BRT Line-3 authorities have already spent Tk 5.57 crore to ensure
security at the project site, but they failed to do so, resulting in the deaths of five people last month.
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If so, what is the rationale for these allocations and expenses? Why couldn’t security be provided even after the money was spent for this purpose?
These are the two vital issues that the Planning Commission raised after the project authorities requested the review of the long-delayed project for the third time.
Although the commission questioned the role of the project authorities, an investigative body, formed by the Ministry of Road Transport and Bridges, said it found no fault on the part of the authorities for the incident which killed five on August 15.
The committee, headed by Neelima Akhter, deputy secretary of the Road Transport and Highways Division overseeing the project, held the Chinese contractor for the project responsible.
In his final report submitted to the roads secretary on Thursday, he said project authorities needed to step up round-the-clock surveillance to ensure security at the project site.
Authorities need to see if the consultants are performing their duties properly, he said.
ABM Amin Ullah Nuri, Division Secretary, revealed the findings of the seven-member Investigation Committee during a press conference at the Secretariat yesterday.
A government agency usually does not make these investigative reports public.
The committee, however, did not recommend any sanctions for the contractor, but the secretary said the enforcement authority, the Roads and Highways Department (RHD), will take action in accordance with the contract.
Five people, including two children, were crushed to death on August 15 when a crane overturned, knocking a box girder segment onto their car on the Dhaka-Mymensingh highway in the Uttara region of the capital.
SECURITY NOT ASSURED
The project was launched in November 2012 to construct a 20.50 km dedicated bus service route between Hazrat Shahjalal International Airport and Gazipur.
It was expected to be completed at a cost of Tk 2,037.85 crore by December 2016. But the deadline was extended several times and the cost eventually amounted to Tk 4,268.38 crore.
According to the latest deadline, the project should be completed by December this year.
However, the project authorities have recently requested a third revision of the project to extend the time for its implementation to December 2023 and have made some changes to the internal allocation of the project without any increase in the total cost.
In response to the proposal, the Planning Commission sent a letter with some comments to those responsible for the project. He will hold a meeting on September 8 to discuss the matter.
In its submission, the commission said: ‘A proposal has been tabled to extend the deadline to December 2023, meaning the four-year project would take 11 years.’
It asked the authorities concerned to justify this delay.
According to the commission document, Tk 5.57 crore was allocated for “maintenance and traffic protection” under the “general and site facilities” component.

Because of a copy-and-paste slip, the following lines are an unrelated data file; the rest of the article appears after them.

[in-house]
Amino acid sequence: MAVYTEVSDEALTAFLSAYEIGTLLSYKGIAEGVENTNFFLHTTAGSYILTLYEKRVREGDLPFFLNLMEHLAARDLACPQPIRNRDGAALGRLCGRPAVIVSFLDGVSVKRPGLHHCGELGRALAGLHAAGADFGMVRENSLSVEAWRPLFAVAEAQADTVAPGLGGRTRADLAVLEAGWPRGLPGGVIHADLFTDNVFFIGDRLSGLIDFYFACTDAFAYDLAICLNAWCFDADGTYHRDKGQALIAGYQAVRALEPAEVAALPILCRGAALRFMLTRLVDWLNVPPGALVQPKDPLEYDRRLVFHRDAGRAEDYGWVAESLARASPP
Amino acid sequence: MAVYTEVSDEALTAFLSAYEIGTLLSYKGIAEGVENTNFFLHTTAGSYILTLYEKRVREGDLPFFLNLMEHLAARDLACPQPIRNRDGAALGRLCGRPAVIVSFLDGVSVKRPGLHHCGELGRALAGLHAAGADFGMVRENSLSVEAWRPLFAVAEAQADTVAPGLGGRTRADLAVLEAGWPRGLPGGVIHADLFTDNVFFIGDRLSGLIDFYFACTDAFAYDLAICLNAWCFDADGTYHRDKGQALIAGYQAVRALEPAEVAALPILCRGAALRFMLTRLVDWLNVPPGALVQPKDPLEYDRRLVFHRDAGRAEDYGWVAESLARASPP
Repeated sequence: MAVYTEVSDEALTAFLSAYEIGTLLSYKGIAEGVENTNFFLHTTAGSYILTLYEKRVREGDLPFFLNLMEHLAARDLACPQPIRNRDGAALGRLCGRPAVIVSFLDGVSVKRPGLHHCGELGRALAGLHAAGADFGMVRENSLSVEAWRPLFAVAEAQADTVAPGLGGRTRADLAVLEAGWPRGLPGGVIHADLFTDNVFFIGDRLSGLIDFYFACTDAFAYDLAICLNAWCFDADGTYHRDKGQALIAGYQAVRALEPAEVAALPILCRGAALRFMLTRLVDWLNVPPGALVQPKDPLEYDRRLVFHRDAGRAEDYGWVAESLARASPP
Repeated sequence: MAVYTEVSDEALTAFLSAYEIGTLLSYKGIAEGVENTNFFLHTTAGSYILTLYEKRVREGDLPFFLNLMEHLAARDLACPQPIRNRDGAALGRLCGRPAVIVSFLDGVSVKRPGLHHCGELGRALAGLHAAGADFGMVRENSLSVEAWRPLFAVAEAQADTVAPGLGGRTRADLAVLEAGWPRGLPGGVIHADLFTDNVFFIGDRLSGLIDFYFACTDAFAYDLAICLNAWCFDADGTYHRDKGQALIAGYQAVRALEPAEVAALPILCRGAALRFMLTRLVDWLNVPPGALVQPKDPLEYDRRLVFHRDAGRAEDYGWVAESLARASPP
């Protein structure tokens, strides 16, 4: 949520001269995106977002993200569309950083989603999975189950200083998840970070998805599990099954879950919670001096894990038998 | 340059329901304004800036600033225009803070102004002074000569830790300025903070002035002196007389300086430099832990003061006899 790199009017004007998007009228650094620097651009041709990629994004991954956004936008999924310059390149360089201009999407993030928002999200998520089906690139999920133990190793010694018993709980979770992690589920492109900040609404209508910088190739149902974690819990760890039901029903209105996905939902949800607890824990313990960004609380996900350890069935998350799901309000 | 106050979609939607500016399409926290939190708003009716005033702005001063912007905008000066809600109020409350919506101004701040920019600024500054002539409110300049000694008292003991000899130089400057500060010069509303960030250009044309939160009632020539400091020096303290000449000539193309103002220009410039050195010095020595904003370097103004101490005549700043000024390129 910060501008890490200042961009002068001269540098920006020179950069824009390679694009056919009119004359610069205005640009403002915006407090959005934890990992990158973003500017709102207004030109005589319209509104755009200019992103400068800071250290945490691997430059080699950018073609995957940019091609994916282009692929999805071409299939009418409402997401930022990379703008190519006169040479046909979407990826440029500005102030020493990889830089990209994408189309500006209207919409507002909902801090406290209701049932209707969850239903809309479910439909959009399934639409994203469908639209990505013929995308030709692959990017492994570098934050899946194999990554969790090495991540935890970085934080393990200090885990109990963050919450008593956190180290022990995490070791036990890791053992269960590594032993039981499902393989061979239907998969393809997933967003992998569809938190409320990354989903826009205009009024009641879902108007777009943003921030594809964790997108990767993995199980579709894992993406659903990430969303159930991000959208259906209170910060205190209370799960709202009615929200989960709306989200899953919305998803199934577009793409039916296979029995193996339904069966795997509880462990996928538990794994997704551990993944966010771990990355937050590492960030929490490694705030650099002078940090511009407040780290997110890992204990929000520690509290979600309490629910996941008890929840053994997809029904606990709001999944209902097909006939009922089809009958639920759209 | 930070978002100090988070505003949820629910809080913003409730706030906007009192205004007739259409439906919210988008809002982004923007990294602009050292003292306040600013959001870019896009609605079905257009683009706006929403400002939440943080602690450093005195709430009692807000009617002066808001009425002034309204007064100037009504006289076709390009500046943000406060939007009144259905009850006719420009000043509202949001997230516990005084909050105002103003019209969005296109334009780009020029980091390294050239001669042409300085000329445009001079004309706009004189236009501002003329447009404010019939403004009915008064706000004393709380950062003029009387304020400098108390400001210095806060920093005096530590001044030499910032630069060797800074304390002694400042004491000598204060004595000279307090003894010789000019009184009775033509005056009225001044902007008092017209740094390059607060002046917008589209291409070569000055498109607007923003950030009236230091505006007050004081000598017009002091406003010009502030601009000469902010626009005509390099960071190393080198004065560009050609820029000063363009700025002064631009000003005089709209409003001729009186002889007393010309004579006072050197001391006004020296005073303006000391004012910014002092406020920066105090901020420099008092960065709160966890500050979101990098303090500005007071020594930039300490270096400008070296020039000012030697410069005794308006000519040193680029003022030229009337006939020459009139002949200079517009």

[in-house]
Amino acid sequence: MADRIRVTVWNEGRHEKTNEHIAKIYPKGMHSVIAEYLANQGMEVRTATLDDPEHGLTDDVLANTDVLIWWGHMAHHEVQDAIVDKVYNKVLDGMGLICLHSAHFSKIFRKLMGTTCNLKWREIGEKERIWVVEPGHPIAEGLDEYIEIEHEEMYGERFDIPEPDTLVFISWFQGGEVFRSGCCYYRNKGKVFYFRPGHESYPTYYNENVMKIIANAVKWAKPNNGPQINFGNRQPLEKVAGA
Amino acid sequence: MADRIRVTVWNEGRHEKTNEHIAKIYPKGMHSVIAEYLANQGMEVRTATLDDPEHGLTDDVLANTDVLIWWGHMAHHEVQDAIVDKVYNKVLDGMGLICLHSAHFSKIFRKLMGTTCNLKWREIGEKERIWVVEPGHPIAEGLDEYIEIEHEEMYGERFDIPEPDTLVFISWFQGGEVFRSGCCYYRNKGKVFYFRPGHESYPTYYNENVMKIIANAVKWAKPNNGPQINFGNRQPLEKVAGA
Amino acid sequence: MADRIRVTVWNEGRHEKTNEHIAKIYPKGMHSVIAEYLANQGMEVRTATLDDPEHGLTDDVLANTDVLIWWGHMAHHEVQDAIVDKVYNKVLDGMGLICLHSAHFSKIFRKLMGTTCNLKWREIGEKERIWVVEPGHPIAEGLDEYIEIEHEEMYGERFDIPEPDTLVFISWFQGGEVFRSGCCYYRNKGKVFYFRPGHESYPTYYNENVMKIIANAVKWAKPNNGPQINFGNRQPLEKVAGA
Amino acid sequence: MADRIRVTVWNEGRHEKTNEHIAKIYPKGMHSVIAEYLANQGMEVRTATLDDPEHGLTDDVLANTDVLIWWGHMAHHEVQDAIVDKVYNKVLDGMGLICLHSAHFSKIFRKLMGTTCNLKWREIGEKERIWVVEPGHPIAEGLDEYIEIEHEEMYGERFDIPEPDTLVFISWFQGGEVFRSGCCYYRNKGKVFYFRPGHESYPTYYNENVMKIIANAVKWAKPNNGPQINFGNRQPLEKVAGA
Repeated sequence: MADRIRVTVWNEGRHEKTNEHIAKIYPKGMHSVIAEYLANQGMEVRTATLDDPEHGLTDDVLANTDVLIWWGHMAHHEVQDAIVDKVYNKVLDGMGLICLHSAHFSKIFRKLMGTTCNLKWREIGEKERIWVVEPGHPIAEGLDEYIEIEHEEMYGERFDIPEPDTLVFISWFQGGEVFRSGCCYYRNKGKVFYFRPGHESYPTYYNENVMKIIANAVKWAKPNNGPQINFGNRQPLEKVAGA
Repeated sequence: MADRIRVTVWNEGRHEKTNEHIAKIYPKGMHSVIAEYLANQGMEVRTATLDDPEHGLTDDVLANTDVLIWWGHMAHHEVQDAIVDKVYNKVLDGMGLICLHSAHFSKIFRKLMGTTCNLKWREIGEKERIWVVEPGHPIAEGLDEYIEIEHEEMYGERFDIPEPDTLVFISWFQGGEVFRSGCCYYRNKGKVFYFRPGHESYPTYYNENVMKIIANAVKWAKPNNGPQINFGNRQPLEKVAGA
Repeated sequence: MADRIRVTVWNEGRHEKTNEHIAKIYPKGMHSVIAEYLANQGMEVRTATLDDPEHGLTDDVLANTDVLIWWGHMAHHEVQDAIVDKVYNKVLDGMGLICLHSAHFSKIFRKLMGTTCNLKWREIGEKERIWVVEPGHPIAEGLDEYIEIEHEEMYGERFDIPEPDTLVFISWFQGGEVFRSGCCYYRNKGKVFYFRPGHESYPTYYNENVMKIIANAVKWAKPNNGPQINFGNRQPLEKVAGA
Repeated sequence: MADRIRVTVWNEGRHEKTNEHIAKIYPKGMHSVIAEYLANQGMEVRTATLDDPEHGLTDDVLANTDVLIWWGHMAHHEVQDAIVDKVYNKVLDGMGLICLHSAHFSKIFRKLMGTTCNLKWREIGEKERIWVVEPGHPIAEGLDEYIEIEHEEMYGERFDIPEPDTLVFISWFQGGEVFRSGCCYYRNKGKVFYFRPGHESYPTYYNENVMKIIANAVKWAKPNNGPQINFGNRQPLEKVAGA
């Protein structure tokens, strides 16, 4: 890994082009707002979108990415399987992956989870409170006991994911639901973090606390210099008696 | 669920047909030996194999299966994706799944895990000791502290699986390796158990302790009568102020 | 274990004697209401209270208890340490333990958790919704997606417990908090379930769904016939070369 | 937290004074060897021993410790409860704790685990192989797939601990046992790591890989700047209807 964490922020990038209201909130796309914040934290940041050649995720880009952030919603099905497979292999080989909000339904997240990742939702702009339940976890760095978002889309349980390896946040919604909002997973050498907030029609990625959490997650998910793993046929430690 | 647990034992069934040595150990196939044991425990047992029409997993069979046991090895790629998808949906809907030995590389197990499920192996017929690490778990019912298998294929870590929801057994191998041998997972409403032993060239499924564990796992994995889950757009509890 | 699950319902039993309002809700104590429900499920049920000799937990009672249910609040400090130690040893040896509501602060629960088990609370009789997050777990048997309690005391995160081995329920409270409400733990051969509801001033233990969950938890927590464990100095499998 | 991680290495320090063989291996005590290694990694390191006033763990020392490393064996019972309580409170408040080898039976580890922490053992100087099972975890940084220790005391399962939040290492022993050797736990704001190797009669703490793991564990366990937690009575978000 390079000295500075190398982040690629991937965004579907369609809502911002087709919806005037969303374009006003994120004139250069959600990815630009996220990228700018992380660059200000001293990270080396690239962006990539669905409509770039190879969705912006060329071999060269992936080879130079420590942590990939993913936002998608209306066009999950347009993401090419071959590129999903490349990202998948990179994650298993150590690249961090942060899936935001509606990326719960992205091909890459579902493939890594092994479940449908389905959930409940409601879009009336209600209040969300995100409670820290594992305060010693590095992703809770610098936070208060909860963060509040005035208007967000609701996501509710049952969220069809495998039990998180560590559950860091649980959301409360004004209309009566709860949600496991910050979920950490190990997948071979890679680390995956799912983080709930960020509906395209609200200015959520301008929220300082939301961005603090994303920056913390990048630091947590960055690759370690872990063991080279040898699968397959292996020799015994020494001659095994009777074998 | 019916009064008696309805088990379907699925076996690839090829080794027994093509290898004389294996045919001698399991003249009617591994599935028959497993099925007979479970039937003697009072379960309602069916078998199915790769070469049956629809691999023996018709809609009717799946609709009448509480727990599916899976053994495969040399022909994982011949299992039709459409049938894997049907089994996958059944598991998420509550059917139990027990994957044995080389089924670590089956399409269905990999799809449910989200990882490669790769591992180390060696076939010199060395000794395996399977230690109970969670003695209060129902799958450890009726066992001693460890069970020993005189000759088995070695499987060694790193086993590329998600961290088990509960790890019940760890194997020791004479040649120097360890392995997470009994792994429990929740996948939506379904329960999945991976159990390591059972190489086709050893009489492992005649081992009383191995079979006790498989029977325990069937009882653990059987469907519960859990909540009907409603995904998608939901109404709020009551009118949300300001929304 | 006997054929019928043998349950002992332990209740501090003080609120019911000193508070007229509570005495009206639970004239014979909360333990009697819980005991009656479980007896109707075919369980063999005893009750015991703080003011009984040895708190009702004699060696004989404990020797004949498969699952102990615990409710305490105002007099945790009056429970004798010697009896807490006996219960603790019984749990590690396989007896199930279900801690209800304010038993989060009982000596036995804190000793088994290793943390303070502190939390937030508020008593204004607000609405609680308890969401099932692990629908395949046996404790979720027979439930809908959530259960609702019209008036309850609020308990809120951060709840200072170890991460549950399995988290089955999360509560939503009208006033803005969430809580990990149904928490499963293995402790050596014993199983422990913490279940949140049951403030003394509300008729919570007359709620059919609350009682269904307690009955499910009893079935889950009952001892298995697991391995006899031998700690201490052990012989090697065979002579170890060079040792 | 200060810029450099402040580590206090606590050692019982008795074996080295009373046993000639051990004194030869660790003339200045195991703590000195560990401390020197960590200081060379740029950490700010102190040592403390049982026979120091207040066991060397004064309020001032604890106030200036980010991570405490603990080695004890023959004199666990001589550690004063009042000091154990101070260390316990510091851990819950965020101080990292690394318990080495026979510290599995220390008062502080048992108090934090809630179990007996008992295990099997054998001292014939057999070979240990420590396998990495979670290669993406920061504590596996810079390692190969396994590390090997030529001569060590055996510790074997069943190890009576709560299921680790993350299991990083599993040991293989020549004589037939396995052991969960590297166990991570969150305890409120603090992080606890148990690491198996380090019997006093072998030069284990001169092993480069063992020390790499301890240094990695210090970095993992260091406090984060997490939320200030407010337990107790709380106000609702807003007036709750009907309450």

But a tragic incident took place recently as proper security measures were not in place at the project site, it reads.
“In this situation, the [September 8] meeting should discuss allowance and expenses. Also, it should be clarified at the meeting why security could not be provided even after the money was spent for this purpose,” he added.
When contacted, ASM Project Director Elias Shah said they were preparing answers to questions posed by the Planning Commission and would place them at the meeting.
However, he did not give details.
A day after the incident, the investigation committee submitted its preliminary report accusing the Chinese contractor – China Gezhouba Group Co Ltd – its safety team and the crane operator of negligence that led to the accident.
Referring to the final report, the Roads Secretary said yesterday the committee had found 12 reasons behind the incident – the first being that the contractor carried out work on the National Day of Mourning, a day public holiday, without any approval.
Amin Ullah further stated that it was the first time a beam segment was carried during the day, but the reason behind this is unclear.
He said the crane was operated by an assistant and the operator had no license or digital monitor. The contractor did not have a traffic management plan or an emergency management plan, he added.
The people involved in the work of the contractor at that time had no approval. In addition, the security engineer assigned did not have the capacity to do the job, he added.
The contractor is primarily responsible for the incident which took place due to a breach in the security mechanism, he said, adding that “they [contractor] could have done it to save money.”
He said the consultancy firm, Engineering, Procurement and Construction Management (EPCM), had sent the contractor 34 letters regarding safety breaches since January 11 this year.
But the consultancy should have visited the project site regularly and properly monitored the works, as sending letters is not enough to ensure safety compliance, he said.
In response to a question, he said that the project authorities are not responsible for the particular incident, but they need to reinforce round-the-clock surveillance to ensure security at the project site.
He also said the committee did not recommend any punitive measures.
The secretary said the committee made 14 recommendations to prevent the recurrence of such an incident. One is for the Chinese Embassy in Dhaka to be informed that the contractor has repeatedly violated the rules regarding security measures.
He also recommended compensating the families of the victims in accordance with the contract and only continuing the project after providing security.